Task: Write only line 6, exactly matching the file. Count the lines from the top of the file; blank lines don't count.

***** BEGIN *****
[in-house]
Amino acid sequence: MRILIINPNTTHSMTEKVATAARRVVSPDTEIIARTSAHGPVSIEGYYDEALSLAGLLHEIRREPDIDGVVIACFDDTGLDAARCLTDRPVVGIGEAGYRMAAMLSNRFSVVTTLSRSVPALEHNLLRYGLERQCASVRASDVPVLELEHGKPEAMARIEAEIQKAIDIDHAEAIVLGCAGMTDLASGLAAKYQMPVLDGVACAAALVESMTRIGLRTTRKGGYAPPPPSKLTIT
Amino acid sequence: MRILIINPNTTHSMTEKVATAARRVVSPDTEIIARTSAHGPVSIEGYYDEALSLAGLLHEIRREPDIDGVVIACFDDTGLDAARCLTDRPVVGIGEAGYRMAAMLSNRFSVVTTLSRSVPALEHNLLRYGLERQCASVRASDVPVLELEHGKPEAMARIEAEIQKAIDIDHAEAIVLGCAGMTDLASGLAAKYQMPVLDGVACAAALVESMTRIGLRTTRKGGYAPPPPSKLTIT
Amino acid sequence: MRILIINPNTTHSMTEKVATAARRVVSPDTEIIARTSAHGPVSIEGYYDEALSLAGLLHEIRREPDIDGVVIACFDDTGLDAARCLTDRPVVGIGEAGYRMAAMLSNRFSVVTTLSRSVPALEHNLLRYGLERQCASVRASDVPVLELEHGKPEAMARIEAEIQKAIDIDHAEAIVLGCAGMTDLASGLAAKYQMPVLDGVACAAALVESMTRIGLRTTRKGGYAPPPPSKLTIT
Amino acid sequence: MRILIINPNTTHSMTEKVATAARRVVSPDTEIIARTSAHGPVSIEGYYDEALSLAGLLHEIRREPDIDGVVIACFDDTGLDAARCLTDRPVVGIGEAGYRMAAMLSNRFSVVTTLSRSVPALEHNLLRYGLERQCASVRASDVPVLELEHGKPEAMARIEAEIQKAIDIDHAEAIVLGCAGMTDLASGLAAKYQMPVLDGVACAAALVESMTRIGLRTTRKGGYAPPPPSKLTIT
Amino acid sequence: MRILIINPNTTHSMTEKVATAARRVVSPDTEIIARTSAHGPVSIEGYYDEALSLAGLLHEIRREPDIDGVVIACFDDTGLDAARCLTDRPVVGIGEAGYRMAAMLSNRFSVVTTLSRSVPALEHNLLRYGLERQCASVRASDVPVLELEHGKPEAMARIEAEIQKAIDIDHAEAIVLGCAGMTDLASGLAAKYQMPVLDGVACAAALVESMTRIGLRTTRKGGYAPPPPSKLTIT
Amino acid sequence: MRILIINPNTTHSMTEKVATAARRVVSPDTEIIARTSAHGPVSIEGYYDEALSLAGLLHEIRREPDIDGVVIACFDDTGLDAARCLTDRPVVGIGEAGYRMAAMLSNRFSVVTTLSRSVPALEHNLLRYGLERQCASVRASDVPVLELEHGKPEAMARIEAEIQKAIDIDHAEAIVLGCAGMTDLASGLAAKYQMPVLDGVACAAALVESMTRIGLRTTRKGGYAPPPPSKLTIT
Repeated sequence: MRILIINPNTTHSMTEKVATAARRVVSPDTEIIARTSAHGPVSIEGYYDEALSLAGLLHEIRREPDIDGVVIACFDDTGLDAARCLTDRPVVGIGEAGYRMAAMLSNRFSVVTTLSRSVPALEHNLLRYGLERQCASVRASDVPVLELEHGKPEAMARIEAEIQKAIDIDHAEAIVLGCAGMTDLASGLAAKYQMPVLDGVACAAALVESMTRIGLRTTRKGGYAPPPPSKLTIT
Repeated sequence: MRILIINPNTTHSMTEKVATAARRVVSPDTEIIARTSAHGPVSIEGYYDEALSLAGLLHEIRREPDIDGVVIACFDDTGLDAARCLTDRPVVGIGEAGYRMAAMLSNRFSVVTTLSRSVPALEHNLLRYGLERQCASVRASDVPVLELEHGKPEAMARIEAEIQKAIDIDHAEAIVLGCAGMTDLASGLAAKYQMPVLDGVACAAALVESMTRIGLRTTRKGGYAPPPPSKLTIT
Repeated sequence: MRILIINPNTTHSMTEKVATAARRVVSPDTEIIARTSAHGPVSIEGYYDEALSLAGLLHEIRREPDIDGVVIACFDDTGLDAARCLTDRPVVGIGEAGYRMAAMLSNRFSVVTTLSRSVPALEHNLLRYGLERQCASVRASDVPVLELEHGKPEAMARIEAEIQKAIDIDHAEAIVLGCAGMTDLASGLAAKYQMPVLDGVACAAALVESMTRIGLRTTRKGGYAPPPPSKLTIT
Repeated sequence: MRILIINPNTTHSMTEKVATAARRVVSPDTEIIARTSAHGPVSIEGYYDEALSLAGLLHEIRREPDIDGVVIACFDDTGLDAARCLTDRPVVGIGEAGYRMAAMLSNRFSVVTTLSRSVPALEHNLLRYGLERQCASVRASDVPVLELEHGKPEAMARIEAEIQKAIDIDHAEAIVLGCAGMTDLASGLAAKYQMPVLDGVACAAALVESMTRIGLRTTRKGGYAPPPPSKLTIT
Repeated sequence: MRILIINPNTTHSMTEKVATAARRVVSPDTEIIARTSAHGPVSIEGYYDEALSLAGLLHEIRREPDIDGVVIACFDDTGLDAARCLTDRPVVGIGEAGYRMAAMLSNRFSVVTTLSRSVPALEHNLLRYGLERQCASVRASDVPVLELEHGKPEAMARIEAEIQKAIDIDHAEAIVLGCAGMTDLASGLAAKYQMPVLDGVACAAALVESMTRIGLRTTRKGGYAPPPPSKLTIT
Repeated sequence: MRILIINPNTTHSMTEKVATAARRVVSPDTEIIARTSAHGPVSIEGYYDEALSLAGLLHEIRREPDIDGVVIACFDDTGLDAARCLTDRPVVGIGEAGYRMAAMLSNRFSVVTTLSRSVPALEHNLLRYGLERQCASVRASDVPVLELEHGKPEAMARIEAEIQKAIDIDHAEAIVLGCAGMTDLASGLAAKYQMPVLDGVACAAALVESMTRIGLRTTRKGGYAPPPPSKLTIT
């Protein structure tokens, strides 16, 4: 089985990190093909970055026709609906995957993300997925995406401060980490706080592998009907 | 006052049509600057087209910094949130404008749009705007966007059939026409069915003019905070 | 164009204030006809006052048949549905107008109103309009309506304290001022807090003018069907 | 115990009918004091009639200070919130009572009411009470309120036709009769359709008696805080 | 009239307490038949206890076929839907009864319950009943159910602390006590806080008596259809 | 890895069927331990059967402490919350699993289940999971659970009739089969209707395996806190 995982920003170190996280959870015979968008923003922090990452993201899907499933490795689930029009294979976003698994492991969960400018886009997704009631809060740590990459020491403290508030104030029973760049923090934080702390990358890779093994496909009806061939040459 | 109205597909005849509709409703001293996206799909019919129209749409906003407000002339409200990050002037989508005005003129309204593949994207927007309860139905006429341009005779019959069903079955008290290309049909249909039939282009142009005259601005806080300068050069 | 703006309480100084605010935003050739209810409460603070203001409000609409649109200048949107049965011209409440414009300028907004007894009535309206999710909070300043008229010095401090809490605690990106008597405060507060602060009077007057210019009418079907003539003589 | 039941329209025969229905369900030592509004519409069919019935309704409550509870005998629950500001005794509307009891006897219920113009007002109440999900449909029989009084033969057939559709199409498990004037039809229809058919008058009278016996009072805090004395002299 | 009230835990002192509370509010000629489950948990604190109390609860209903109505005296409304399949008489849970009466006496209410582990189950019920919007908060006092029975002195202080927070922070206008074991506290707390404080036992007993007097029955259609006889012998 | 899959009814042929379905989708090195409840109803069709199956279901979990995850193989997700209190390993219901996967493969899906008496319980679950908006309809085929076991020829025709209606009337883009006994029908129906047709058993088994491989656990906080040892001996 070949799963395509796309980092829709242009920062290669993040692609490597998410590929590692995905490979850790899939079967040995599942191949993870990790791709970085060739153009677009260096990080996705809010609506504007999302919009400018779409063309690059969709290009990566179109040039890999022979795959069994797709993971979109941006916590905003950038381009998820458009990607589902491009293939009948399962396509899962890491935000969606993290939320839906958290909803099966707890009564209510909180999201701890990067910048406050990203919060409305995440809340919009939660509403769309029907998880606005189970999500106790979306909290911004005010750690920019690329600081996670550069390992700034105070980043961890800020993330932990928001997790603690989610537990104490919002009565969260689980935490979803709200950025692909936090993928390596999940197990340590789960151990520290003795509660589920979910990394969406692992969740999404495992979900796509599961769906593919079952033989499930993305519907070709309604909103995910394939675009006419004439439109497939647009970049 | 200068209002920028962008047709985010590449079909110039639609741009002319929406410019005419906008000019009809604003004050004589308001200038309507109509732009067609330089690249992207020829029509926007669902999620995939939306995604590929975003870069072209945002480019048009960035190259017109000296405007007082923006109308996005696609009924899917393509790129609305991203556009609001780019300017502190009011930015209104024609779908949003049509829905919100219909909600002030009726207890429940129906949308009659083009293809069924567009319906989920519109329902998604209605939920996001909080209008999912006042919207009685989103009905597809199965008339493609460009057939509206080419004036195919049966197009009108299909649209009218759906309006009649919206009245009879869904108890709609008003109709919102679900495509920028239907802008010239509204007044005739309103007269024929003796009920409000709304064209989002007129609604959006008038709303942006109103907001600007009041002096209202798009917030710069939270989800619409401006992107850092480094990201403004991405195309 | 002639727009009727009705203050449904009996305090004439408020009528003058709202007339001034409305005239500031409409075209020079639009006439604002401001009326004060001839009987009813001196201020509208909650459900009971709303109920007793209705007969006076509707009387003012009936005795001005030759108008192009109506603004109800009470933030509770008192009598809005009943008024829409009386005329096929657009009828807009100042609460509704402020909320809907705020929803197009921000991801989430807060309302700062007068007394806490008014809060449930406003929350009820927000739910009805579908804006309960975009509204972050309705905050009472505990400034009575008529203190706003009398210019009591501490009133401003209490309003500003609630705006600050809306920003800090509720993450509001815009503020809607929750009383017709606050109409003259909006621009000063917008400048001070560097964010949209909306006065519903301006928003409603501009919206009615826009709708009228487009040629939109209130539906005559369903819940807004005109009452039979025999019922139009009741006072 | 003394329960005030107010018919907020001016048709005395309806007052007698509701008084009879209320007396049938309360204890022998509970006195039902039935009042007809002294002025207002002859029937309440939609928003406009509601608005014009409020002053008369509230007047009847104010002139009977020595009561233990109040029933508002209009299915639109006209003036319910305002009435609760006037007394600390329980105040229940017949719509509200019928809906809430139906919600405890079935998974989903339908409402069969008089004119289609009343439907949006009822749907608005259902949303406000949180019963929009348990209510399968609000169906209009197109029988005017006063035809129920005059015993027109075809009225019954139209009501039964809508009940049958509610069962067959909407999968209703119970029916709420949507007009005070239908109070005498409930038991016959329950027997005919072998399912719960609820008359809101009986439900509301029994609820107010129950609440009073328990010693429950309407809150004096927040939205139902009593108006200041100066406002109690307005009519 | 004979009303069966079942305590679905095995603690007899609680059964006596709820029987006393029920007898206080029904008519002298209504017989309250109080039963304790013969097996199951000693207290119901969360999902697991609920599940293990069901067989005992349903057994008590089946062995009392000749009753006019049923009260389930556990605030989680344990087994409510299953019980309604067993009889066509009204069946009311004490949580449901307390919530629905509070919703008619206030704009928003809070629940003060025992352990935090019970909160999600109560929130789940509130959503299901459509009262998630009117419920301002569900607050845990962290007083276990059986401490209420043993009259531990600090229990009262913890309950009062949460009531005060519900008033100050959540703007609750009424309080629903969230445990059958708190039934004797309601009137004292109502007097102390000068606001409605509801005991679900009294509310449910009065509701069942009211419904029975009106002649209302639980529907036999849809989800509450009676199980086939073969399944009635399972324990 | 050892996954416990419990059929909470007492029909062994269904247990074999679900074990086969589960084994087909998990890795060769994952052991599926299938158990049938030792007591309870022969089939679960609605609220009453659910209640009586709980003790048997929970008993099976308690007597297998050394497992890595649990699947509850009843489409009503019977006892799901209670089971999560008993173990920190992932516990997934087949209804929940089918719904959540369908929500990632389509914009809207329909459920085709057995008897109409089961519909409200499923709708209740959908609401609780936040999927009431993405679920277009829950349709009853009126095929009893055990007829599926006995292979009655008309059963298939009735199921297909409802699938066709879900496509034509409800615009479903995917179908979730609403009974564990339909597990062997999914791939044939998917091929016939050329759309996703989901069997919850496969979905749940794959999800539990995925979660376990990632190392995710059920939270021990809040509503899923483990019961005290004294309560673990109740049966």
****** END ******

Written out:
Amino acid sequence: MRILIINPNTTHSMTEKVATAARRVVSPDTEIIARTSAHGPVSIEGYYDEALSLAGLLHEIRREPDIDGVVIACFDDTGLDAARCLTDRPVVGIGEAGYRMAAMLSNRFSVVTTLSRSVPALEHNLLRYGLERQCASVRASDVPVLELEHGKPEAMARIEAEIQKAIDIDHAEAIVLGCAGMTDLASGLAAKYQMPVLDGVACAAALVESMTRIGLRTTRKGGYAPPPPSKLTIT